A Defense Logistics Agency employee was suspended for 30 days without pay last fall after giving his office colleagues a PowerPoint presentation that displayed the words, “Vote Republican.”
An Energy Department worker was forced to resign in January after admitting she gave a woman running for Congress a tour of a federal waste treatment plant so the candidate could show her expertise to potential voters.
Another civil servant began a 120-day suspension without pay from the Food and Drug Administration in July after creating a Facebook page with his name and photograph to solicit political donations and then co-hosting a fundraiser.
These were some of the recent consequences for federal workers who illegally mixed government employment with partisan politics in violation of the Hatch Act, the anti-corruption law Congress passed in 1939.
The New Deal-era law applies, on paper at least, to civil servants and political appointees alike. But the top Trump administration officials showcased in prime-time appearances and speaking slots at the Republican National Convention this week serve as a reminder that when it comes to flouting the separation between governing and politicking, there appears to be a two-tiered system of consequences.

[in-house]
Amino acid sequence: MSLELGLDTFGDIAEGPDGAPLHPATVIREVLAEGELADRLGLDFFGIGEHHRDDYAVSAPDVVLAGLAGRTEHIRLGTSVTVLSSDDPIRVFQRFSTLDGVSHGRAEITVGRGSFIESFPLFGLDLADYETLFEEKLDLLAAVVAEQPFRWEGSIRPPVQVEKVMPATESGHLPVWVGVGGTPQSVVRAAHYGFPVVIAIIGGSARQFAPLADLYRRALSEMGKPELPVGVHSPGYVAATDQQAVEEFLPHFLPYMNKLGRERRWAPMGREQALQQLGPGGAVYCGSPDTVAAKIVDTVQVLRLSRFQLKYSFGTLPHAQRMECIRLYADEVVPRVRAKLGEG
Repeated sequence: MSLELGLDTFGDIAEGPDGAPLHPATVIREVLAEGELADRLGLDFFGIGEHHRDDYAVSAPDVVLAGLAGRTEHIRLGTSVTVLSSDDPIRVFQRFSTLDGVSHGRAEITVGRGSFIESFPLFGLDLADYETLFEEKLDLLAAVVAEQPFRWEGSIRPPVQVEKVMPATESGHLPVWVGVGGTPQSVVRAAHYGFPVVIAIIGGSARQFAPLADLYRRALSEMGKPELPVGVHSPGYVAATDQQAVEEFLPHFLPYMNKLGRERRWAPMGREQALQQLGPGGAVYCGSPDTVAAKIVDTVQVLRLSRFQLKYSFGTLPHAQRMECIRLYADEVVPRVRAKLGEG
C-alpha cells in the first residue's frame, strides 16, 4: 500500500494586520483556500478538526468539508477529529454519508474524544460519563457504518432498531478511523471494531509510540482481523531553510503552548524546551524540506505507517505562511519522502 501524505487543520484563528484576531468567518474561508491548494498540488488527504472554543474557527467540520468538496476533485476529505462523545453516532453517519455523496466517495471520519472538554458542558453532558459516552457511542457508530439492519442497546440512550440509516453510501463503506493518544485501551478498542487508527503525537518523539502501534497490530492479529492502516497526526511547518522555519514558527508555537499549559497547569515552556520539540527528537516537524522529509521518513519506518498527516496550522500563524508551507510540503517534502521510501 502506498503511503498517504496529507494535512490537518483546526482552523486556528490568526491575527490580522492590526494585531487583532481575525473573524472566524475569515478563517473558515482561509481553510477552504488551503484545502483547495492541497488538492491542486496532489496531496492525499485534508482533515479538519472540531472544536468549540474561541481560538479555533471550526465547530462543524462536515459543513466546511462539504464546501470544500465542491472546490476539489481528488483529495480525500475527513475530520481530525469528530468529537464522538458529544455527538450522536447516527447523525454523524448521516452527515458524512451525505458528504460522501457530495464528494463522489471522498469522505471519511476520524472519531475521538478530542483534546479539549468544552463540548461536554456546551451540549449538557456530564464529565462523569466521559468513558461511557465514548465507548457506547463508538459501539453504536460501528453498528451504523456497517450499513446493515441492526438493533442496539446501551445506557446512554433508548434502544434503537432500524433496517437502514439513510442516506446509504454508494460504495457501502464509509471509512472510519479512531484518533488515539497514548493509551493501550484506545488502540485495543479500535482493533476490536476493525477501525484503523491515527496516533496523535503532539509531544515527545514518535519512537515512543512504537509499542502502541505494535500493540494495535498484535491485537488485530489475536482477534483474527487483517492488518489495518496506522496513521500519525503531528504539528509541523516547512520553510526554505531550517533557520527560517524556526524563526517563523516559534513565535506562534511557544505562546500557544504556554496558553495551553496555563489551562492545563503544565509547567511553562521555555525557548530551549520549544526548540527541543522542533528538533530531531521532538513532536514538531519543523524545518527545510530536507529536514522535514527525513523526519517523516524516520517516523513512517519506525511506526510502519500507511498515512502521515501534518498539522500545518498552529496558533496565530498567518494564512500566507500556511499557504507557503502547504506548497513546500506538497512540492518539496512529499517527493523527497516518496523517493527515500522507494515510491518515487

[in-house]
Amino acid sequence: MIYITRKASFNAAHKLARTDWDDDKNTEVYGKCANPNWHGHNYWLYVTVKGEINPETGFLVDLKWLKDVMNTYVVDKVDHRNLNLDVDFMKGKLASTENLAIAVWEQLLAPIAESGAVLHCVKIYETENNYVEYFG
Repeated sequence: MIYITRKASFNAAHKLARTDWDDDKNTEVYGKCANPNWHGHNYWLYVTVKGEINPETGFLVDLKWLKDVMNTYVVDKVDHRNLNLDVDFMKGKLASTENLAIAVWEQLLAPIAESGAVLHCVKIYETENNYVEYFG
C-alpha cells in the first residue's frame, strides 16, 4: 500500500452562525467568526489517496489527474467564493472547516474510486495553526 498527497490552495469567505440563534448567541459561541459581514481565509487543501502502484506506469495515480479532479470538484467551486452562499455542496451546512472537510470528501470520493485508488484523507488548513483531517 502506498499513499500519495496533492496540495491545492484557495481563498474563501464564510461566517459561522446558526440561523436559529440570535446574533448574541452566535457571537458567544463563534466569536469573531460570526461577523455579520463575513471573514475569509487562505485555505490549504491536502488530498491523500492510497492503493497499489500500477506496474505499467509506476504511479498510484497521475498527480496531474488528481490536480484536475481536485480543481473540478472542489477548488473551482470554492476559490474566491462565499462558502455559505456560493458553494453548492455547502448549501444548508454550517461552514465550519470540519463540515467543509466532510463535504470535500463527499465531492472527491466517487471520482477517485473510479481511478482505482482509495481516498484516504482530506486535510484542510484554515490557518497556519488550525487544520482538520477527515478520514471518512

Watchdog groups complained that acting homeland security secretary Chad Wolf and Secretary of State Mike Pompeo violated the Hatch Act this week when Wolf led a taped naturalization ceremony for newly minted citizens on White House grounds and Pompeo gave a speech from Israel.
“Convention events were planned and executed by the Trump Campaign and RNC,” White House spokesman Judd Deere said in a statement. “Any government employees who participated did so in their personal capacities and in compliance with the Hatch Act.”